Thursday, February 21, 2013

Pathetique

Long Road Home 2, Pastel in progress,  10 x 13"




White scenes require a lot of white and yukky colors--grayed down greens and pinks and yellows and violets. The three sets I bought for the class last summer are not doing it for me. They are full of brilliant hues that are nowhere to be seen in a winter scene. Indeed, the pastels I'm using the most  is a box of cool toned grays I bought decades ago on a whim. They seem to be pulling the landscape together. While I was working, I was wondering if there was a box of warm grays? I could use it.
 Today's pastel session pointed out how truly expensive pastel painting can be. Predetermining the palette and ordering sticks of these yukky colors for one relatively simple, relatively small  landscape seems to be the way to use the medium.  My white is disappearing before my  eyes--as are all those cool grays I've had for years.

Pastel powder really dries out and shrinks my fingers thinner just holding it. As I looked at my puckered phalanges that looked like I'd been in the pool too long, I was thinking what about saving all the powder and rubbing it on my belly?  Would that shrink that too?  I might be on to the hottest slimming agent since Spanx?

I'm also on to the piano, my other love. I downloaded eighteen pages of sheet music for Beethoven's Sonata  No. 8 in C minor, Op. 13, Pathetique. It should keep me on the keys the rest of my life.  I like the second movement. It seems easier to play. You will too. --Is it possible I selected this piece for this post, because I really have had it with the events that have occurred since I stepped off the plane from Cancun? You betcha.






18 comments:

  1. Dear Linda, two evenings before bed I am writing to you.
    They were hard days from December 15 onwards, but without, however, going to Cancun.

    After the x-ray after MRI, bone scan after confirming necrosis.
    Coup de theater! Nothing is lost , the body seems to have compensated, by Danilo himself, this necrosis, and now living "as if" he had done a prosthesis, he can go on living , without doing anything!
    My fractured vertebra was just an error in the computer ...
    We have problems with the bone and joints, but are not what they seemed....

    I understand what you mean when you use the colors. When I prepare colors Liquitex Heavybody squeezing tubes series more expensive (a type of red is here with us 19euro and 80 cents ...). Yet without the right material and artistic works not defy eternity.
    The pigment pastels is so pure that I was taught how to use it to produce outstanding color- watercolors.
    It 'a manufactured material with a valuable pigments exceptional standard.
    Perhaps practice with white chalk, charcoal and sanguine would be cheaper, according to Leonardo?
    Dear Linda is a great pleasure for me,
    chat with you, in the wake of the moment, the input you give me with your post.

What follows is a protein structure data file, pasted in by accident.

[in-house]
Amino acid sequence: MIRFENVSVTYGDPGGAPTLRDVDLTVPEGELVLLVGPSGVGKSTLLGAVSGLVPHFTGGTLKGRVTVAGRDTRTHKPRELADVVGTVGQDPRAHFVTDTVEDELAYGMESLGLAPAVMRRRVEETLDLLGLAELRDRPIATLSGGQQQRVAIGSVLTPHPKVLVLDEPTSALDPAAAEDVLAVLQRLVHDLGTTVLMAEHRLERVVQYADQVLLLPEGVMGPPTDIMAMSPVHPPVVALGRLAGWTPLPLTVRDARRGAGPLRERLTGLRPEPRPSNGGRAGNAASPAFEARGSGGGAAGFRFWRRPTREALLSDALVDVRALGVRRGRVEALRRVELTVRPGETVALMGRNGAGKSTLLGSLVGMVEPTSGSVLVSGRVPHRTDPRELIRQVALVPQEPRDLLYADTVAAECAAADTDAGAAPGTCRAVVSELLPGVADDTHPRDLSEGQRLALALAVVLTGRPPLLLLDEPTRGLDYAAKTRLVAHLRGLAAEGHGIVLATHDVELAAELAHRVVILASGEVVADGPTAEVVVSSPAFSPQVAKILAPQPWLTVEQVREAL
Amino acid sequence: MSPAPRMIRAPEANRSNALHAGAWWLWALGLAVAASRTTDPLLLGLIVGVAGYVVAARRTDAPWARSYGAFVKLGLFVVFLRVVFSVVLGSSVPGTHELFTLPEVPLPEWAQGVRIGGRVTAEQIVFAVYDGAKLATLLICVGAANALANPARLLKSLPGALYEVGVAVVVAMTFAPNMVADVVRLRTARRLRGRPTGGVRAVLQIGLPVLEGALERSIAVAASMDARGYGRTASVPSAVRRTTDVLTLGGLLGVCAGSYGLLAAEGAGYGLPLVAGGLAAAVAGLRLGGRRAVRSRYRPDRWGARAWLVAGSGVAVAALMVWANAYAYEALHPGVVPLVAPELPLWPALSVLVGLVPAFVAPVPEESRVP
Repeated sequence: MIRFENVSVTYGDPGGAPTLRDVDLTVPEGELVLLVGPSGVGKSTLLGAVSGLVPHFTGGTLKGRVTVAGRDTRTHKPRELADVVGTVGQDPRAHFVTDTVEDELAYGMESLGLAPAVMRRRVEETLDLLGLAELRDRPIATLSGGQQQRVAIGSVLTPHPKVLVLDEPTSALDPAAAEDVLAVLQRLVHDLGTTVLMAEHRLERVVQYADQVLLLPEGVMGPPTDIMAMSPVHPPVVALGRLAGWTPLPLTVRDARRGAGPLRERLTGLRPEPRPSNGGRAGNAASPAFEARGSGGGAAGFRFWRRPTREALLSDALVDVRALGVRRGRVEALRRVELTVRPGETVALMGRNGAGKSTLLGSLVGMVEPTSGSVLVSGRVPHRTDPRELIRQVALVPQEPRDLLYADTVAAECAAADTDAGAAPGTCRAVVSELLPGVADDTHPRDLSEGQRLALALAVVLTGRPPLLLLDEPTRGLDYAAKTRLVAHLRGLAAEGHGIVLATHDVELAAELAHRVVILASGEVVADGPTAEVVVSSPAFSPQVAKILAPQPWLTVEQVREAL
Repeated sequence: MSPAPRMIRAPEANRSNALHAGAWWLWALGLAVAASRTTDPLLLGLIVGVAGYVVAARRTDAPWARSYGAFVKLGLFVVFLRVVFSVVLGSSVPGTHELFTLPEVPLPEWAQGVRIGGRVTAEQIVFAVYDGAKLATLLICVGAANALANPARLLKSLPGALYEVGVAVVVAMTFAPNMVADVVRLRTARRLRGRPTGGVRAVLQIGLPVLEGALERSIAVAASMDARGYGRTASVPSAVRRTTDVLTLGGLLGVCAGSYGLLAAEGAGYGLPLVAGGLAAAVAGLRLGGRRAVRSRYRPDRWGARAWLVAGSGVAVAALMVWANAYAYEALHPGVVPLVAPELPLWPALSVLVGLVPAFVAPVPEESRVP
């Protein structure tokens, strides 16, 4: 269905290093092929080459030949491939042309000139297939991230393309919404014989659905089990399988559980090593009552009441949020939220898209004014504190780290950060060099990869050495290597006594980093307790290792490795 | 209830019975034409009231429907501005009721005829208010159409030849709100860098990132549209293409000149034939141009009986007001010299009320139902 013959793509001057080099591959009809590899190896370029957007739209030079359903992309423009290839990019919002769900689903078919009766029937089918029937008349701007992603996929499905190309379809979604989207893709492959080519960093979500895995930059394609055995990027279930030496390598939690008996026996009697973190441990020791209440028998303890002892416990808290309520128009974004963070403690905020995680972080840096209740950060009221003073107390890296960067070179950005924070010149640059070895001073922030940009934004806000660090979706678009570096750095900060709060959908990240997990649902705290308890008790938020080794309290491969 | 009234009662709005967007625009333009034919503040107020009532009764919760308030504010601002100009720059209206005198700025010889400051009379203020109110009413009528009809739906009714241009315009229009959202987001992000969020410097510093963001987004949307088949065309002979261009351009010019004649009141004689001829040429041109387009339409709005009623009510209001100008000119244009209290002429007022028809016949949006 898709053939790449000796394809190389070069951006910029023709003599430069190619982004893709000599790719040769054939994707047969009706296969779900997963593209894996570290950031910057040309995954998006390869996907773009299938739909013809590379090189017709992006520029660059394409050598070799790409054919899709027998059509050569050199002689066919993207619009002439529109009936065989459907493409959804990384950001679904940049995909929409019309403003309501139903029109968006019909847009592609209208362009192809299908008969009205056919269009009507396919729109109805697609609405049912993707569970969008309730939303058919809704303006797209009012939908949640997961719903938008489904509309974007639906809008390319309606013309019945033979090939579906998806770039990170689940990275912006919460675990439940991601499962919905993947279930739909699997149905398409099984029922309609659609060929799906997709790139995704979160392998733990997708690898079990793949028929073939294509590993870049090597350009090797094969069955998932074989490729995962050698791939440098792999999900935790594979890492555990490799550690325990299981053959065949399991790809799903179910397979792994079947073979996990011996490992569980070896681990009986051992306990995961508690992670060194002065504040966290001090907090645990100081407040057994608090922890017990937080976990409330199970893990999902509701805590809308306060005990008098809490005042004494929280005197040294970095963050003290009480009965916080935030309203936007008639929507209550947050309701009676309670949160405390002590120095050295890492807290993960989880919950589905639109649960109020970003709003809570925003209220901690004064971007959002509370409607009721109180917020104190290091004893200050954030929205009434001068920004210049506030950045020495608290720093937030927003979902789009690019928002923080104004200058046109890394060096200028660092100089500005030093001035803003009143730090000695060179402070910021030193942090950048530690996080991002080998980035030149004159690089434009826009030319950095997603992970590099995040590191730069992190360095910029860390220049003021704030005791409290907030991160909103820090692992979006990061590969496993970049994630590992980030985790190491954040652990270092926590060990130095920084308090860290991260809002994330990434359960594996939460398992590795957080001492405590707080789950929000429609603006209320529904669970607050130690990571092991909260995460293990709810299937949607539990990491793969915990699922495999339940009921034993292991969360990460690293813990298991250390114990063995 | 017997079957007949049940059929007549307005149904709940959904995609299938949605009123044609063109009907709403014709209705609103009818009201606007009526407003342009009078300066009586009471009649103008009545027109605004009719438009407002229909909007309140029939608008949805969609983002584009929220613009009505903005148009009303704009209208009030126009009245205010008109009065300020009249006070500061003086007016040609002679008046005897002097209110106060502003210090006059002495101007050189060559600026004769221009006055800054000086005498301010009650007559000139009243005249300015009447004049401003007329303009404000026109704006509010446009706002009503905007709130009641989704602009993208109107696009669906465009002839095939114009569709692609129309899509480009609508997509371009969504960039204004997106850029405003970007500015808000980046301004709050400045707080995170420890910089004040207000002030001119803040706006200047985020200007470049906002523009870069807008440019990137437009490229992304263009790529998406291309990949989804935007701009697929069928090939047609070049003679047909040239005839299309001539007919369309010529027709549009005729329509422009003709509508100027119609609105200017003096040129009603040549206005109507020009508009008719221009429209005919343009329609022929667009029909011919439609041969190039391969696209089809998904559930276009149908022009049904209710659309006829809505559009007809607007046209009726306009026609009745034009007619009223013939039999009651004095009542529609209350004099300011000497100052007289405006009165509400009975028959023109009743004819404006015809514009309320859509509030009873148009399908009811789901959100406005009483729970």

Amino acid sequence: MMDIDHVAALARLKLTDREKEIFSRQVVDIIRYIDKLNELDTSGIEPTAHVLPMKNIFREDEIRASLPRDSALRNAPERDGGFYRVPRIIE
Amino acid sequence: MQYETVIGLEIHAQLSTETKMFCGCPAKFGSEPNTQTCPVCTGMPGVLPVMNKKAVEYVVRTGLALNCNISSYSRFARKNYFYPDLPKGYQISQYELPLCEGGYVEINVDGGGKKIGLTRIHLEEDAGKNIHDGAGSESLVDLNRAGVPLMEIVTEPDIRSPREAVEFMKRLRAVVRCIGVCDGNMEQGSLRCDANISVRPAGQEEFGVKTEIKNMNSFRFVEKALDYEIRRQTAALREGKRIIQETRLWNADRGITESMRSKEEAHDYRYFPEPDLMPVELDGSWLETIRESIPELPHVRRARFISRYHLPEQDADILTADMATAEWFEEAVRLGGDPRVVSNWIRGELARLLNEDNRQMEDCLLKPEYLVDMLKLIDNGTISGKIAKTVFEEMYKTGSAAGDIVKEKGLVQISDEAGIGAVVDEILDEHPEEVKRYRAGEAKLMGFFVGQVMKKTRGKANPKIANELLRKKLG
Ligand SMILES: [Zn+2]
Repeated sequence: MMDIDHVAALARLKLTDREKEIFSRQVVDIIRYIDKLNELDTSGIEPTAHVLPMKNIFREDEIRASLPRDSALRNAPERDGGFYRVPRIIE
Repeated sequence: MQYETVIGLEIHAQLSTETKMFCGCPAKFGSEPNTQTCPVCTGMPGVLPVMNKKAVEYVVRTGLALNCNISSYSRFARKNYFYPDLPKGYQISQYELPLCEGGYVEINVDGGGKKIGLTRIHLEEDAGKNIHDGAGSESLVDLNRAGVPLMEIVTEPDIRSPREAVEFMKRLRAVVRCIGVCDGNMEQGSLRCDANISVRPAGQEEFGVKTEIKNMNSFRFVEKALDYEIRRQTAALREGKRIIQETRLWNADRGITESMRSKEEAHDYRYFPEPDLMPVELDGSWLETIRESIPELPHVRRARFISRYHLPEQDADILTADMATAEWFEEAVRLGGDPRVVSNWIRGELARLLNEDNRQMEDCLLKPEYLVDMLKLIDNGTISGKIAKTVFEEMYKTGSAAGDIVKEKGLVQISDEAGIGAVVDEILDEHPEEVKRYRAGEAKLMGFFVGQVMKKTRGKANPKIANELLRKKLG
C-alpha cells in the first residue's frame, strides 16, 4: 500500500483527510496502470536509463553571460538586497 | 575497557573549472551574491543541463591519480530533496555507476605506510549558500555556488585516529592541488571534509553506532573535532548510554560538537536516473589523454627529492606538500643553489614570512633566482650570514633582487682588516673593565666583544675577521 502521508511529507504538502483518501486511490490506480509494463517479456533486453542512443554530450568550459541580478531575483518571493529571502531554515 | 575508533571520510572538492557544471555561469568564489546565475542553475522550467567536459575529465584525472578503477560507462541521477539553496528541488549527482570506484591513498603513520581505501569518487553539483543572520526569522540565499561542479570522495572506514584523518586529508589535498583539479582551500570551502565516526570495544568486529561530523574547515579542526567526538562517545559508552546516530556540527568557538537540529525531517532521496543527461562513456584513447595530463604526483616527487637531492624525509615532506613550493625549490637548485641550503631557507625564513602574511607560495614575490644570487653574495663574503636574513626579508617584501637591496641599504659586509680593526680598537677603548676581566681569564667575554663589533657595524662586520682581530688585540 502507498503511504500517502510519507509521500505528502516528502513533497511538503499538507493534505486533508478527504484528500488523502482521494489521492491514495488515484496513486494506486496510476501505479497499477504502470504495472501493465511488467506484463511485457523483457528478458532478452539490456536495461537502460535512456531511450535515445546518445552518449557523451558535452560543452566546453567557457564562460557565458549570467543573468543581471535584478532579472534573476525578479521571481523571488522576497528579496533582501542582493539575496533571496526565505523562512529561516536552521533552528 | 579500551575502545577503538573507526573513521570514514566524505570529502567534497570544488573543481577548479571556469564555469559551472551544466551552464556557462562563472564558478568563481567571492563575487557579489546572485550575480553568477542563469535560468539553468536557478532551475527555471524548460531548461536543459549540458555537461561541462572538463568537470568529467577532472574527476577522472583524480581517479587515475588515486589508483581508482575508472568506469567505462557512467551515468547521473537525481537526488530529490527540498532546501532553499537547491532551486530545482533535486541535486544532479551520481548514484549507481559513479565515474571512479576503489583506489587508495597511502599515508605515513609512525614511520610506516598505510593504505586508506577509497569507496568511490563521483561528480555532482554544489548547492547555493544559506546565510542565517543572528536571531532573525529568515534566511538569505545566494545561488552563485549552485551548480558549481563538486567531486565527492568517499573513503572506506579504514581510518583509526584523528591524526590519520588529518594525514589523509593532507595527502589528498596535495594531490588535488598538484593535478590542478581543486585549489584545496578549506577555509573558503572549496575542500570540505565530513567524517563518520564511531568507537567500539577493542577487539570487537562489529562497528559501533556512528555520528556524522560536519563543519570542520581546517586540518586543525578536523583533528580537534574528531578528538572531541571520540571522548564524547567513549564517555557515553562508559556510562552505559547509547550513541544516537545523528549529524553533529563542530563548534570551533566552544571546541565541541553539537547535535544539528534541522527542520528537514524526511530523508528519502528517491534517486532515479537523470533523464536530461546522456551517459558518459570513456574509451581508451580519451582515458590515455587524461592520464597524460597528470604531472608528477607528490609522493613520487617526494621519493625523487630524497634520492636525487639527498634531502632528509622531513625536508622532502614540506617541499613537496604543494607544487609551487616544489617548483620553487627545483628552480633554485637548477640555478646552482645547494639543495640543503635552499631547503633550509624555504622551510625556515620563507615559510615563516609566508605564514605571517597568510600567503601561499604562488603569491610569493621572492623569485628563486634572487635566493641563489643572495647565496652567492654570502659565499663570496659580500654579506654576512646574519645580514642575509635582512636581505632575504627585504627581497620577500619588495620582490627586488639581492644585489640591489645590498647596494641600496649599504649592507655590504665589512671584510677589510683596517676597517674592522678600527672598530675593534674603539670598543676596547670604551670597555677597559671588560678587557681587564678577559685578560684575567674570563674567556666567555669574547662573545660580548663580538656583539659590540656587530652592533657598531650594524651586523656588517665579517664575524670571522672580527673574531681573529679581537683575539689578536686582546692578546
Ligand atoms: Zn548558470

The second work in pastel is very impressive and goes well with the first creating a resonance, nice to see together.

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    1. I am so glad that you and Danilo are okay. I'm sorry though that we didn't meet you in Cancun--maybe the first two weeks in December next year? We'd love it. It's nice going into winter with a sunny high. Who knows what the snows will bring?

      I read about making pastels this afternoon,but I have no desire to get that deep into it. I also don't really intend to give up on the medium. I think that preplanning a palette and buying by the color is a good way to go. I still think pastels are a pleasing alternative to oils. When this kind of investigatory, albeit side step, mood comes over me, I know that something is percolating. I'll be patient till what it is becomes clear.

      This pastel and the last are simply lets try out the medium on a realistic subject to see how layering and mixing the right values on the actual surface goes. The subject I chose is not an easy one given all the half tones.

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  2. I like your snow scenes. The feeling is present. I wear mechanics cream ("glove") to protect my hands.

    Your poor auto! Glad you are okay.

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    1. Thanks Casey. Aha. There is more to know. Mechanics cream. Thank you. I also picked up on the fact that frequent wiping of the sticks is necessary for clean marks. That didn't come up in class. And a box of just white is a must have. A box of grays is a plus too. The three manufacturers I bought have slightly different whites. Rembrandt's are the whitest. As I said, a box of warm grays would be helpful too for these realistically colored scenes. --But then, look who I'm telling. :-))

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  3. I like the energy of this one. It is almost like you moving along the road. Nice.